Friday Factoids: Common Myths about Panic Attacks

 

 

Panic attacks are often described as a sudden fear of dying, going crazy, with an on slot of somatic experiences (e.g., palpitations, sweating, shaking, chest pains, dizziness, paresthesias, etc.).  Panic attacks in isolation have a high prevalence in society and result in significant impairment (Kessler et al.,  2006).  Though not considered a mental disorder, according to the Diagnostic and Statistical Manual, Fifth Edition (DSM-5), panic attacks can occur with any anxiety disorder or other mental disorder (American Psychiatric Association, 2013).  However, as noted by psychologist Ricks Warren of the University of Michigan there are several myths associated with the experience of panic attacks (Holmes, 2015).

 

Warren indicates many believe that panic attacks are merely an overreaction to stress.  The experience of a panic attack far surpasses being too worried or high strung, instead in the course of a panic attack, one’s fight or flight response is triggered.  Individuals feel they are in danger and must avoid the trigger.  Others believe that individuals can pass out from a panic attack.  Actually, as Warren notes, during a panic attack an individual’s blood pressure actually increases, which is counter to the experience of fainting, where there is a dip in blood pressure.  Yet, other physical symptoms are experienced and often individuals feel they may be experiencing a heart attack.   Some believe panic attacks are the same as anxiety.  In fact they are distinct, while anxiety is considered an overarching term concerning worry, panic attacks are considered episodes.  Consequently, one can develop worry about having a panic attack, which alludes to the development of panic disorder.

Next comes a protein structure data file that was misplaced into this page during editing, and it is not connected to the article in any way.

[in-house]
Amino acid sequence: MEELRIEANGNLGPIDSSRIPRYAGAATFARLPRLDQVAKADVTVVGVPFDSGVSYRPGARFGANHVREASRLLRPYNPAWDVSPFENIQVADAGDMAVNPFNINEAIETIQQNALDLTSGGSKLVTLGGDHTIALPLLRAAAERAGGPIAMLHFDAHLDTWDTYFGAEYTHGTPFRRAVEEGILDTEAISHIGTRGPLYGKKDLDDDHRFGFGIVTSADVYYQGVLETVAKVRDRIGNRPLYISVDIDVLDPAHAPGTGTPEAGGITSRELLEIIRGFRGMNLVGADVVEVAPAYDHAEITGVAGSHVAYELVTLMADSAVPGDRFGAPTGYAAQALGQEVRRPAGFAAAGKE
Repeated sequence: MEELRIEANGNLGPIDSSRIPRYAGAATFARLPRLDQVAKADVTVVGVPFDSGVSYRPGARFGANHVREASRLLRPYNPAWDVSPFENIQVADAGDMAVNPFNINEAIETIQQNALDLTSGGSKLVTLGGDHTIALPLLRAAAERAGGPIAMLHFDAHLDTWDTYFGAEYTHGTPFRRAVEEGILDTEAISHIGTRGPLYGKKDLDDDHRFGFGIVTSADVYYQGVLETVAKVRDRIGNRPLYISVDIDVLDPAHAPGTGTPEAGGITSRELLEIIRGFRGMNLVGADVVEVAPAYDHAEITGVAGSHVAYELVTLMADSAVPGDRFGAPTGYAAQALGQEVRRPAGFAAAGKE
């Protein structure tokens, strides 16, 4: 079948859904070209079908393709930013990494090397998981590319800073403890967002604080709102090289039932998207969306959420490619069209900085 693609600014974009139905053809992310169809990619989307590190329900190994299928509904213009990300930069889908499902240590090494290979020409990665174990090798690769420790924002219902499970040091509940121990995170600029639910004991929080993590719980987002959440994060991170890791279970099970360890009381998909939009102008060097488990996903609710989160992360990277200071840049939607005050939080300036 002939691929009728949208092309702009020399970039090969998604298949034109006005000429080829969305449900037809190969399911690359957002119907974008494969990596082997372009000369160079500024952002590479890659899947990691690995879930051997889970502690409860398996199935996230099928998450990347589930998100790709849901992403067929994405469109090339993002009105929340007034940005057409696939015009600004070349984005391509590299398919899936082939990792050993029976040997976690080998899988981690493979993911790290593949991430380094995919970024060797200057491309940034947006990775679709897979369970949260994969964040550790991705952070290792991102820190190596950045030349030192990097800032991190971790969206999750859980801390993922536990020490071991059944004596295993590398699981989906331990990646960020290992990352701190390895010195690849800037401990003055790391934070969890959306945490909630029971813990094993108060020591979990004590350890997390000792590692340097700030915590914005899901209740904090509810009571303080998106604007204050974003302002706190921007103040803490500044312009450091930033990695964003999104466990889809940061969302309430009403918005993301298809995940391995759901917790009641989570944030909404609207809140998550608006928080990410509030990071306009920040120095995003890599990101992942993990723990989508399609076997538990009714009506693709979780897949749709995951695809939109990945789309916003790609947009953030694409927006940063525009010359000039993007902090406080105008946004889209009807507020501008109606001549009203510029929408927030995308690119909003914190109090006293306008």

Warren also highlights misconceptions that some believe panic is a lifelong problem and that it is difficult to relate to someone with panic attacks.  Actually, pharmacological and therapeutic interventions have shown to be effective, and through empathy and compassion one can offer support to those who suffer from panic attacks.  Finally, it is common to hear people advise taking deep breaths to calm panic or even to avoid what causes the panic attacks.  First, deep breaths often incite a hyperventilation state, which exacerbates symptoms of dizziness and numbness; instead, taking shallow breaths has shown to be effective.  Furthermore, the act of avoidance leads to living a restrictive life.  Instead, it is important to understand that engaging in such safety behaviors reinforces fear; yet, working through these fears alongside a professional can demonstrate how one can overcome them as well as subsequent panic attacks.

 

References
American Psychiatric Association. (2013). Diagnostic and statistical manual of mental disorders (5th ed.). Washington, DC: Author.

 

Holmes, L. (2015). 9 panic attack myths we need to stop believing. Retrieved from
http://www.huffingtonpost.com/2015/01/29/panic-attack-myths_n_6509750.html

 

Kessler, R. C., Chiu, W. T., Jin, R., Ruscio, A. M., Shear, K., & Walters, E. E. (2006).

 

The epidemiology of panic attacks, panic disorder, and agoraphobia in the National Comorbidity Survey Replication. Archives of General Psychiatry, 63(4), 415–424. doi:10.1001/archpsyc.63.4.415

 

Dannie Harris, M.A., M.A., M.A.Ed., Ed.S.,
WKPIC Practicum Trainee

 

 

 

 

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